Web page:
Release Date: January 2014 (ebook)
Publisher: Gallery Books
My Rating: 3/5
Cover: I like it. I think it fits the story well and portrays the isolation of the island while looking ominous.
Lord of the Flies meets The Ruins in this frightening novel written in the bestselling traditions of Stephen King and Scott Smith.
Boy Scouts live by the motto “Be Prepared.” However, nothing can prepare this group of young boys and their scoutmaster for what they encounter on a small, deserted island, as they settle down for a weekend of campfires, merit badges, and survival lessons.
Everything changes when a haggard stranger in tattered clothing appears out of nowhere and collapses on the campers’ doorstep. Before the night is through, this stranger will end up infecting one of the troop’s own with a bioengineered horror that’s straight out of their worst nightmares. Now stranded on the island with no communication to the outside world, the troop learns to battle much more than the elements, as they are pitted against something nature never intended…and eventually each other.
“Lean and crisp and over-the-top....Disquieting, disturbing,” says Scott Smith, author of The Ruins and A Simple Plan, The Troop is a visceral burn of a read that combines boldly drawn characters with a fantastically rendered narrative—a terrifying story you’ll never forget.
I’m just now starting to delve into NetGalley, after having signed up over two years ago without actually using it. I had The Troop on my TBR list and was pretty excited that my request was accepted. The rough copy of the book took some getting used to. But I understand that it’s an ARC copy so I eventually got over the weird formatting and lack of editing. I briefly skimmed over other reviews and came away with a wide range of likes and dislikes people had while reading. I don’t like to do too much research on a book before reading because I like to go in with a “clean slate”. Anyhow, I had some prior knowledge on what to expect – gory details, animal abuse, something shocking/disturbing. What I got out of The Troop are exactly these things and more! However, I felt the execution and character depth were both lacking and I honestly had a tough time staying interested at times.
While the sense of honor and duty within the Boy Scouts can be found in some passages, I never really got a sense that this rag-tag group of kids and their Scoutmaster were ever truly connected. They had years of history together but I was quite shocked by how quickly things fell apart for all of them. The friendship and family-like bond was pretty much non-existent. I also had a hard time connecting to any of the cookie-cutter characters. Each boy had personalities that were very distinct and different but none of them truly stood out. Their personalities were a little too cliché and I found it hard to care much about them, or what happened to them.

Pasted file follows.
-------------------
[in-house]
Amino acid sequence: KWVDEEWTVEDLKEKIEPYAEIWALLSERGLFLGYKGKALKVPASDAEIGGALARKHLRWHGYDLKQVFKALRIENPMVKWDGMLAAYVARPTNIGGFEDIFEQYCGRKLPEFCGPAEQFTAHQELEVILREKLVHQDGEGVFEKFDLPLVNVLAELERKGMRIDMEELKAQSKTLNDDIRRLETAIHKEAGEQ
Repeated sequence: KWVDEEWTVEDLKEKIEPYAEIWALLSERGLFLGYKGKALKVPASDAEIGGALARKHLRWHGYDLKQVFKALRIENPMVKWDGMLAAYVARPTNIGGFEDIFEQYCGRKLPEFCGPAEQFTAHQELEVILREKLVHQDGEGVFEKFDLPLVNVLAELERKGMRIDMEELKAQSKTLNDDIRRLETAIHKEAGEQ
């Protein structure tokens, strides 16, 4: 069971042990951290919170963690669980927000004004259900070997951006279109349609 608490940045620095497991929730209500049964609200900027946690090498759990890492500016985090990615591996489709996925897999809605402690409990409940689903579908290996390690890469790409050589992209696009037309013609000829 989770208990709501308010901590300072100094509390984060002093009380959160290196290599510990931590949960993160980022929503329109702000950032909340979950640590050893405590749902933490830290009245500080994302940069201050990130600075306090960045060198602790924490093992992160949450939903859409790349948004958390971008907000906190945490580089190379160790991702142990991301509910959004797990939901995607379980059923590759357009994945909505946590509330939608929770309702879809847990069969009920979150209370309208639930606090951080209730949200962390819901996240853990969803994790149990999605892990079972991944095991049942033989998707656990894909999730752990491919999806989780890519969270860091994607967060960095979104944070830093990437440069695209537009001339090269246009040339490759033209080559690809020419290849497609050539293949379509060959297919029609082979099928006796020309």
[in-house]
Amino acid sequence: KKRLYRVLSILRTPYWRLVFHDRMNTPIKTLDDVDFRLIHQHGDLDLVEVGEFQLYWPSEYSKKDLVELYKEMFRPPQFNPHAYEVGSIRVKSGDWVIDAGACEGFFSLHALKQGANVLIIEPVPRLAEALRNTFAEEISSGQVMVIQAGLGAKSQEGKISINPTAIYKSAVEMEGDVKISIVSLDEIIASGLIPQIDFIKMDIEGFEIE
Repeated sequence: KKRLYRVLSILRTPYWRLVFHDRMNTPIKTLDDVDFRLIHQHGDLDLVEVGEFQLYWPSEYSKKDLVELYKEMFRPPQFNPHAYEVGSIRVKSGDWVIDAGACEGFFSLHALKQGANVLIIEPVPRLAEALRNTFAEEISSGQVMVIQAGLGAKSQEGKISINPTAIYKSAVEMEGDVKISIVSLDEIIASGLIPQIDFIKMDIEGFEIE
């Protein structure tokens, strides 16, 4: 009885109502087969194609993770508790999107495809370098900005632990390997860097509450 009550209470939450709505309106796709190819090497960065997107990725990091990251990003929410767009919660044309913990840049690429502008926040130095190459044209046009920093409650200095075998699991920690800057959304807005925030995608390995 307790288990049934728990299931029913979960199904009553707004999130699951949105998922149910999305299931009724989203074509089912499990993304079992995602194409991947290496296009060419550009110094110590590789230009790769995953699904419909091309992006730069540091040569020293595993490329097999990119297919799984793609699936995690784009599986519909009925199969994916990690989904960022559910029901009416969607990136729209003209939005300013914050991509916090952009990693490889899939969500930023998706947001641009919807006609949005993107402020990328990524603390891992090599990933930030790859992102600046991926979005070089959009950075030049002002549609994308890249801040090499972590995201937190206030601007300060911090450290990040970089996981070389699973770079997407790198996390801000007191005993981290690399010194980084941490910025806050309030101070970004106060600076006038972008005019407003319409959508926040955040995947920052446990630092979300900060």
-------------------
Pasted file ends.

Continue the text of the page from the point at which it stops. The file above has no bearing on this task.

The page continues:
But was I scared? Hell yeah! But I was more scared of the reality of the plot. Icky germs, parasitic worms and viruses, things that do nothing but eat, breed, and destroy, diseases that spread regardless of safety precautions all tend to freak me out. It’s always the unseen enemy that can do the worst and isn’t it always the unknown that scares us the most? The fact that the evil in this book isn’t a psychopathic serial killer, mutant monster, flesh-eating zombie, or creepy alien scares the crap out of me. Did the author actually scare me through his writing? Eh, not really. While I appreciated his overly very dramatic metaphors and detailed scenes I was never really engaged enough to be truly scared by the actual delivery.
Nick Cutter is a pseudonym and I couldn’t figure out who he was until I read a review on Goodreads that stated he put his real name on the copyright page. Very cute. So now that I know about “Mr. Cutter’s” other work I’d very much like to try it out. Some readers won’t like the detail of some of the scenes or the animal abuse/experimentation in The Troop. And while I didn’t get a true sense of horror I still thought it was a good story. Would I read it again? Probably not, but I’m not sorry that I did read it. Although I did lose interest a time or two during my reading I still enjoyed the book overall. The way the story was told through the narrative and through an outside perspective was actually pretty cool. To make the bigger picture make more sense clues were dispersed in front of some chapters. These could be found in the form of interviews, news bulletins, diary entries, court evidence and documents, etc. These elements helped make sense of what the boys were going through on the isolated island. So I definitely say give this one a go, maybe by borrowing, to see if you’d like to give it a permanent home on your bookshelf.